Laws and Closets
Laws and Closets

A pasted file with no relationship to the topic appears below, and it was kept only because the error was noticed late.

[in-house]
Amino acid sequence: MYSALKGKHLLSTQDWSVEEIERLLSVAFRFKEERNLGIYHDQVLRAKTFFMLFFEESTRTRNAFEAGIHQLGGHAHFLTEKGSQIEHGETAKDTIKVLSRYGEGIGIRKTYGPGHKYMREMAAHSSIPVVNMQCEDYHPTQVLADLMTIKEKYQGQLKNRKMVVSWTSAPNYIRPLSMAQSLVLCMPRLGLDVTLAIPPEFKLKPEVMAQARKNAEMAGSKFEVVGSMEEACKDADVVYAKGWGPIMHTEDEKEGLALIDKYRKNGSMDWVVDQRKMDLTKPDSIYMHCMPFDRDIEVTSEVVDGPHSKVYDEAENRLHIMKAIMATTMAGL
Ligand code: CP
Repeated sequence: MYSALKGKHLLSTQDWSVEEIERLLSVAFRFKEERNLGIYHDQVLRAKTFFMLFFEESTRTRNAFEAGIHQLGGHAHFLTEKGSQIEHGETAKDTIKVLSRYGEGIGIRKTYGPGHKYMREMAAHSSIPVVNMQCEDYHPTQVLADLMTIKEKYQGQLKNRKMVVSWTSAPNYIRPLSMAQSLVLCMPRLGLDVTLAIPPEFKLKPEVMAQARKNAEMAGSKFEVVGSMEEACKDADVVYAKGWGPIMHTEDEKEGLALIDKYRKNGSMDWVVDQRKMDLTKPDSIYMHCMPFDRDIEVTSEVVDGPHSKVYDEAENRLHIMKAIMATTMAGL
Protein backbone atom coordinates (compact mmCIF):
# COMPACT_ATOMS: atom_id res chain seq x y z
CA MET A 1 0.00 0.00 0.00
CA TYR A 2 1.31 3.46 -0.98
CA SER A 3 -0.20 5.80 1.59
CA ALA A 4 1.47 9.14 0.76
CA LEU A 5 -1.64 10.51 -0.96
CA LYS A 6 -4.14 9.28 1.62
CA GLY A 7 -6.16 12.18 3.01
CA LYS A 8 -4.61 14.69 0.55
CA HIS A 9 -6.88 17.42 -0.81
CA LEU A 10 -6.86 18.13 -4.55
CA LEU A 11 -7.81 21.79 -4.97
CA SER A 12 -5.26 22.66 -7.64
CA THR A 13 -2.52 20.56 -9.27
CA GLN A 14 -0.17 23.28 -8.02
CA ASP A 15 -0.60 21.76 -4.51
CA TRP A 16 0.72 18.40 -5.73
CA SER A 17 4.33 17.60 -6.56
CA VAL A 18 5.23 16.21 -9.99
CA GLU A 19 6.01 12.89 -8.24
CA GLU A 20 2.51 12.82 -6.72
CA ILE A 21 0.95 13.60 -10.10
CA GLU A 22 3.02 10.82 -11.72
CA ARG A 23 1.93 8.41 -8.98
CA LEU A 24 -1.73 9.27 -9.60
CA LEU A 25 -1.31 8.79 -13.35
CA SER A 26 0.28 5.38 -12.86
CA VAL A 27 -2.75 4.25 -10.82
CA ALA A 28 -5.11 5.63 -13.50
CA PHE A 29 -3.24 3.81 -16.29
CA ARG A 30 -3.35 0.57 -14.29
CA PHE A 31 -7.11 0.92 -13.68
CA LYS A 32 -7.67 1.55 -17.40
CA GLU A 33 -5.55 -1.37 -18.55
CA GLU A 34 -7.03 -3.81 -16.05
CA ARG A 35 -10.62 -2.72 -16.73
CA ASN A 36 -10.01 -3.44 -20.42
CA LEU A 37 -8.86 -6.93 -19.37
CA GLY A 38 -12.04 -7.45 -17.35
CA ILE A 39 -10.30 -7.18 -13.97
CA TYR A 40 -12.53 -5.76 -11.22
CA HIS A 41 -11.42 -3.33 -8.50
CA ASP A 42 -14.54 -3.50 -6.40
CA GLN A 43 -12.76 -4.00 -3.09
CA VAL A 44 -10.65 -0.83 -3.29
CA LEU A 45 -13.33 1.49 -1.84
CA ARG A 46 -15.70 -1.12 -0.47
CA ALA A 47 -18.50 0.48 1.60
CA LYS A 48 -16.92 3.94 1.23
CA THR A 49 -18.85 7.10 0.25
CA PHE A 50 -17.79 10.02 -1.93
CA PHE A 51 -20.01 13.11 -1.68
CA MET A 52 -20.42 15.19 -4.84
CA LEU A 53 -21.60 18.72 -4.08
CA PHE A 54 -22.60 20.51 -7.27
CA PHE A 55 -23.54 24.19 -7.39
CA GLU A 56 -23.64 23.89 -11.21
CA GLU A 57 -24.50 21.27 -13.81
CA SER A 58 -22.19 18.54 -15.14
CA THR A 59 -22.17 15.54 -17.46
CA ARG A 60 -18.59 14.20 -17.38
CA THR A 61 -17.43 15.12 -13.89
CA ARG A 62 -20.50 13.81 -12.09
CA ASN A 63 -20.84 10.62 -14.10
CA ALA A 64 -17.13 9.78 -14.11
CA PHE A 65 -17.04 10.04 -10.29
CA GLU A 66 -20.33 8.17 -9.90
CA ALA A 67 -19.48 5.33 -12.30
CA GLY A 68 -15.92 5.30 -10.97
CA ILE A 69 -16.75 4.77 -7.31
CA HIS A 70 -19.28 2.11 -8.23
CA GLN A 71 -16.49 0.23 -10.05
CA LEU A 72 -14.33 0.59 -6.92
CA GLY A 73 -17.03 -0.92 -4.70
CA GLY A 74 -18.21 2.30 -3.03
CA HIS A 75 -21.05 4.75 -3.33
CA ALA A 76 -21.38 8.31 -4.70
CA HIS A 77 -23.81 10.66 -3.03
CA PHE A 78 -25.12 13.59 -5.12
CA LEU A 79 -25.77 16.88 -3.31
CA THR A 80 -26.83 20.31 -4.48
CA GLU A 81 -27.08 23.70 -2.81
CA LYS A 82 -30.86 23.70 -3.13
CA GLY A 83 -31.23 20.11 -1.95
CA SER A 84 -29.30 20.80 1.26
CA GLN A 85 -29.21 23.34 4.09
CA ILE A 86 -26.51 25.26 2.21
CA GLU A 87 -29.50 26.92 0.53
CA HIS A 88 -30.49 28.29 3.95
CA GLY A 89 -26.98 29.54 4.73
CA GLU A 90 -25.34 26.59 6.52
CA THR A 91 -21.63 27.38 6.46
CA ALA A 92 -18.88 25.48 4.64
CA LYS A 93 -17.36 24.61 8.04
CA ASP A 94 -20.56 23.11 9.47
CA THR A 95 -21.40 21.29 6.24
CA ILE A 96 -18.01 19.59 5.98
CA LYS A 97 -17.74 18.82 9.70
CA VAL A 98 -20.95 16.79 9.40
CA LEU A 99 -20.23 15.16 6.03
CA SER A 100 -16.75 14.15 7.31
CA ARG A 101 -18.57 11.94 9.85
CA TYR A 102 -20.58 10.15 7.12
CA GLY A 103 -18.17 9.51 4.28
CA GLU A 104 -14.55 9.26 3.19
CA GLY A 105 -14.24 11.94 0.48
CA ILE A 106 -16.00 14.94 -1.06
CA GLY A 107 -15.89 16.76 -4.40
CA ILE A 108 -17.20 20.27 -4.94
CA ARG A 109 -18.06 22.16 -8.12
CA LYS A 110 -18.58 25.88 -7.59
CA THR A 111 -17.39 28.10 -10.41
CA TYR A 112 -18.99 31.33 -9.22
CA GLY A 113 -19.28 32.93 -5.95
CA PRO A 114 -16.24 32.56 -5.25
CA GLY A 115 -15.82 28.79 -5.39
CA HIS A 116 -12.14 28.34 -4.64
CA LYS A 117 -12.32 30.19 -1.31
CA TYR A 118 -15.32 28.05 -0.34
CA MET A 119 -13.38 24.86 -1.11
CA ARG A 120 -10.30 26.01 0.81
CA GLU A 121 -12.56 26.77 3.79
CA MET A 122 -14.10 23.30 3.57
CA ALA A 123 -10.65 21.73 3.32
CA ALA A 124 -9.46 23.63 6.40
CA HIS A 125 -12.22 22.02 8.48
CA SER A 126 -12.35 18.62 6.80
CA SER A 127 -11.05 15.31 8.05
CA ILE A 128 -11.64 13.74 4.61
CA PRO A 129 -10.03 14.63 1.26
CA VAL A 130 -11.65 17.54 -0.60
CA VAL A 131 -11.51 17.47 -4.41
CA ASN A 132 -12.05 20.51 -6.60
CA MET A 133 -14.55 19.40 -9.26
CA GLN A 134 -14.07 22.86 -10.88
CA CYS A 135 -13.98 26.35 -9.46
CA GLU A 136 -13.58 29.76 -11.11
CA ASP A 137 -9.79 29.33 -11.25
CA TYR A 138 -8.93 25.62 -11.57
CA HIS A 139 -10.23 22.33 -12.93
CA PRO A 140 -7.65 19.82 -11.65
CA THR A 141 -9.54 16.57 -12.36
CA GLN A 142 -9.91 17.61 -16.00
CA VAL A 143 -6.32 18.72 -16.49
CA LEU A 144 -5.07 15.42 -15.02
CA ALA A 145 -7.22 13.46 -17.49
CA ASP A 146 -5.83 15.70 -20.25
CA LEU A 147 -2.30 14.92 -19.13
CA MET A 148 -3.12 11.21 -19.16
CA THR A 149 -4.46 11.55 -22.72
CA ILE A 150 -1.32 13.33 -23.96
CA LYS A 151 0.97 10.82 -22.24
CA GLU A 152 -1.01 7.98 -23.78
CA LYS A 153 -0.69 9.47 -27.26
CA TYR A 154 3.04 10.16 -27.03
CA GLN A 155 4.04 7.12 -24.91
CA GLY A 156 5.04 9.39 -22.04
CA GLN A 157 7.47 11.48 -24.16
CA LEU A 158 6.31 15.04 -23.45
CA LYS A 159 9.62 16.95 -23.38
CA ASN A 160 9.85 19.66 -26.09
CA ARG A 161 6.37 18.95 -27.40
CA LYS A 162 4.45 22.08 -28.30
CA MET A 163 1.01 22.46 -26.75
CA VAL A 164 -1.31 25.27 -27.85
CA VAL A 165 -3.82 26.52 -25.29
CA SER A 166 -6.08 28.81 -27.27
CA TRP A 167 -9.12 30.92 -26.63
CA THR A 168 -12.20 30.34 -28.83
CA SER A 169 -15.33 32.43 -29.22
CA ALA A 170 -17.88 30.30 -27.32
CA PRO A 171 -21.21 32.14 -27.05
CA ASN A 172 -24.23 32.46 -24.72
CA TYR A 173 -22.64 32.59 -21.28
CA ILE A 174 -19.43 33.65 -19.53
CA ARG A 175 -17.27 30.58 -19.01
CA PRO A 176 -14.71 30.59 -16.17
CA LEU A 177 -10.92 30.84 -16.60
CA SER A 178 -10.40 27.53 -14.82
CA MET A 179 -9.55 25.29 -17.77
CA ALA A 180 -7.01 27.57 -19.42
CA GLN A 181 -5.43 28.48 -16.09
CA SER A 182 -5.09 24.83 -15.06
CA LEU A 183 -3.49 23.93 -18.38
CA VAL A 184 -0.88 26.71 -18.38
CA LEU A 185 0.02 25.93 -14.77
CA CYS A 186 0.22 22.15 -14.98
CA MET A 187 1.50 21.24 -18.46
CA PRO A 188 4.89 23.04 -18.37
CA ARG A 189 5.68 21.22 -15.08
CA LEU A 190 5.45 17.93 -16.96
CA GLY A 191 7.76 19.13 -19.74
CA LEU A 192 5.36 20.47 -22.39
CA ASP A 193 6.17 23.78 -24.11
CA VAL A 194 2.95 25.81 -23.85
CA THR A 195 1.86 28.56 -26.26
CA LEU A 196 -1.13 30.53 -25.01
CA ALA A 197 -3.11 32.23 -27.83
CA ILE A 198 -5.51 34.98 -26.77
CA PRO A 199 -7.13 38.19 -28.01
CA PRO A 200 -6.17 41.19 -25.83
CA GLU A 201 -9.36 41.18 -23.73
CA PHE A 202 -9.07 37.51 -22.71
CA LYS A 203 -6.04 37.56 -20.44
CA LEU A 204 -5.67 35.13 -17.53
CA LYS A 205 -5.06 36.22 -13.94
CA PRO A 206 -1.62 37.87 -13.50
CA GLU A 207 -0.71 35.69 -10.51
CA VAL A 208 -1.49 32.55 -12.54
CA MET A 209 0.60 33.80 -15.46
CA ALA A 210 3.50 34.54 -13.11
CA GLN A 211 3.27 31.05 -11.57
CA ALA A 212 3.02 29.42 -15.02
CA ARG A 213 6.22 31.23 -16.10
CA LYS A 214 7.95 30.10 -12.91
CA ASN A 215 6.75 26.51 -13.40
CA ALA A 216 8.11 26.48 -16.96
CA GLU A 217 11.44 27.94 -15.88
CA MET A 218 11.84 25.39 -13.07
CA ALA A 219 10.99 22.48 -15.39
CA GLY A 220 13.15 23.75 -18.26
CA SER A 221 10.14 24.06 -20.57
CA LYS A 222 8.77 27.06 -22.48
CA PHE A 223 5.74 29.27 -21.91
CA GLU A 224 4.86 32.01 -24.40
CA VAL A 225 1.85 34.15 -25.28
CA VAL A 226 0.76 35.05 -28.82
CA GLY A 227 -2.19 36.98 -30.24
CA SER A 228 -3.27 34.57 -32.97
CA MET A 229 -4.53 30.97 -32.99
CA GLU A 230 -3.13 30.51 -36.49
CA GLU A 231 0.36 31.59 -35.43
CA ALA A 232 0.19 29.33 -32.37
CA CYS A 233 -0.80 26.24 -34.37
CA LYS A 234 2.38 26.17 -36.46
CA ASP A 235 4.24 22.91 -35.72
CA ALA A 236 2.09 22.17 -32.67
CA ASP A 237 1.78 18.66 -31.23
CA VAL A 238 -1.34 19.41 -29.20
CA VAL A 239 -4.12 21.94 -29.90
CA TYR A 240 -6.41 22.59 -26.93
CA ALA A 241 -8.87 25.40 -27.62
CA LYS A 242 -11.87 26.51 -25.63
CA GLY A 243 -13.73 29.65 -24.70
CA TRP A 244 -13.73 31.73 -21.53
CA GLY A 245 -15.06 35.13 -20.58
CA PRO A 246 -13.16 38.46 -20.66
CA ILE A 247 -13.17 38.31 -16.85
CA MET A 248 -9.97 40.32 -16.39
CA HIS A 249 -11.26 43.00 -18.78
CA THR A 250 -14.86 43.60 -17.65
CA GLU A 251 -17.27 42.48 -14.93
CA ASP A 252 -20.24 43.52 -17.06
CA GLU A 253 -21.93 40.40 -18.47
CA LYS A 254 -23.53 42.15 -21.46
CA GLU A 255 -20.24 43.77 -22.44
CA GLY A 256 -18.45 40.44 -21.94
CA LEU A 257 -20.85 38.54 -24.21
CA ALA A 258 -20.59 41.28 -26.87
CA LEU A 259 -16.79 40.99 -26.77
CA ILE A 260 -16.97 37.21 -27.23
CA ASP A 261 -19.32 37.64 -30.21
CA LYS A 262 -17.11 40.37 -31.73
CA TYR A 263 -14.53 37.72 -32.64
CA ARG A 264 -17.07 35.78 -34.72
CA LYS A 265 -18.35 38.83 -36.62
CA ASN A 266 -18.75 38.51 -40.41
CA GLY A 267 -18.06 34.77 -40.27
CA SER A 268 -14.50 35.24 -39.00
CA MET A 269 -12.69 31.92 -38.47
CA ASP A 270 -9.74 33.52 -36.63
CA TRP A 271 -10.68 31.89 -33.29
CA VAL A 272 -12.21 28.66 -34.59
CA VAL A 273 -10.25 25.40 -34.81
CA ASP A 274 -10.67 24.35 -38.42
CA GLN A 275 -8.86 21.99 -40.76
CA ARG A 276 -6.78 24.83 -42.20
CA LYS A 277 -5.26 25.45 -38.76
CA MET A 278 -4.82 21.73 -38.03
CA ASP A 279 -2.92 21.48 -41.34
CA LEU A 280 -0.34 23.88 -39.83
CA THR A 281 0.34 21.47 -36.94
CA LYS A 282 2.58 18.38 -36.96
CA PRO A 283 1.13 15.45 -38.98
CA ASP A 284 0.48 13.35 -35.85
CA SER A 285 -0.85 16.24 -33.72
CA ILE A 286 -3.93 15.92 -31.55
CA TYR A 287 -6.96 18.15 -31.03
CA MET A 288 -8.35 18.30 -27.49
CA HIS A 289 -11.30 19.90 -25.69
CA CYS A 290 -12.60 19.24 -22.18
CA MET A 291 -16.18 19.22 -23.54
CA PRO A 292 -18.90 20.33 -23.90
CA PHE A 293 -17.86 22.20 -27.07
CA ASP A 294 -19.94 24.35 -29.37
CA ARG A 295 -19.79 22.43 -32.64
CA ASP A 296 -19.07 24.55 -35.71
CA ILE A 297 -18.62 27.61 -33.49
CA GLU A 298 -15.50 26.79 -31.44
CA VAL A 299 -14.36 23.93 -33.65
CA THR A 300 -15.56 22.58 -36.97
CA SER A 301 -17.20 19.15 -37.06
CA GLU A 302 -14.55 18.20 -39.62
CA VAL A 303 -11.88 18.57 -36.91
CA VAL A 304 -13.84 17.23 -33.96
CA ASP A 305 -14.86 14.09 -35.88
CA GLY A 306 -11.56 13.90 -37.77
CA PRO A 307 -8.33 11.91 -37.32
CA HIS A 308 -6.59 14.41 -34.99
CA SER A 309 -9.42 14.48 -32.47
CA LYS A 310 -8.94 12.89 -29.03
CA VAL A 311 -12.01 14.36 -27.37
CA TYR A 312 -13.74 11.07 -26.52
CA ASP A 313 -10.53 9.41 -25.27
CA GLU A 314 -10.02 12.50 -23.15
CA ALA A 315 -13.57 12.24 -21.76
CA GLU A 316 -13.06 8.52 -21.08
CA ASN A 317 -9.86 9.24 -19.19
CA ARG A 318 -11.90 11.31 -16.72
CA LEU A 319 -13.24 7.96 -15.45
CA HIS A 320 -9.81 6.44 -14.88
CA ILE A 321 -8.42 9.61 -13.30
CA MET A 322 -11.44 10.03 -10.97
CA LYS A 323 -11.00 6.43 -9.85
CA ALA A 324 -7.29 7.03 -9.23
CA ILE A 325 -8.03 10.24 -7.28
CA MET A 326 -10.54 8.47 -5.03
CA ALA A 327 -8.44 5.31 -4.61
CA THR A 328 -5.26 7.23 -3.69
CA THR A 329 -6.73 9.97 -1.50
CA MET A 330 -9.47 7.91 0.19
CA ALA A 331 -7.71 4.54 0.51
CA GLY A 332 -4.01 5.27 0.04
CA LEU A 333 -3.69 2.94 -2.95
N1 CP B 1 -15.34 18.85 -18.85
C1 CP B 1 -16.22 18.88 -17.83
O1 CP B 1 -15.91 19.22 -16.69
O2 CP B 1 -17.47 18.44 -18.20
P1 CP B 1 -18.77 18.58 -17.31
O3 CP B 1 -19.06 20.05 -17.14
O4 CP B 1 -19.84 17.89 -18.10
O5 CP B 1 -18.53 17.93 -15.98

During the first decades of the Second Republic, the Austrian state actively persecuted the “homophile minority,” whose same-sex sexual activities were not only criminalized but threatened with severe punishment. As such, the postwar state continued and redeployed an exclusionary project of virulent nation building. Much like during the Third Reich, Austria's postwar community was imagined in constitutive opposition to a homosexual Other whose pollution of the national sphere needed to be prevented through legal measures. The total interdiction of all homosexual acts was the judicial vehicle designed to effect this ongoing purification. In 1971, this so-called Totalverbot was abolished in the context of general legal reforms. The exclusionary logic of the nation-state, however, continued to operate. This chapter discusses how the everyday existence of Austria's lesbians and gay men continued to retrace the contours of the state's homophobia. The former remained invisible in light of the interarticulated oppressions of sexism and homophobia, and while the latter continued to sustain the clandestine scene of gay male sociability that had developed during the time of the Totalverbot, it remained privatized, the liberalizations of the early 1970s notwithstanding. As symptoms of modernity, Austria's homosexuals existed in the nation's individual closets; as a collective, they would remain there until well into the 1990s.
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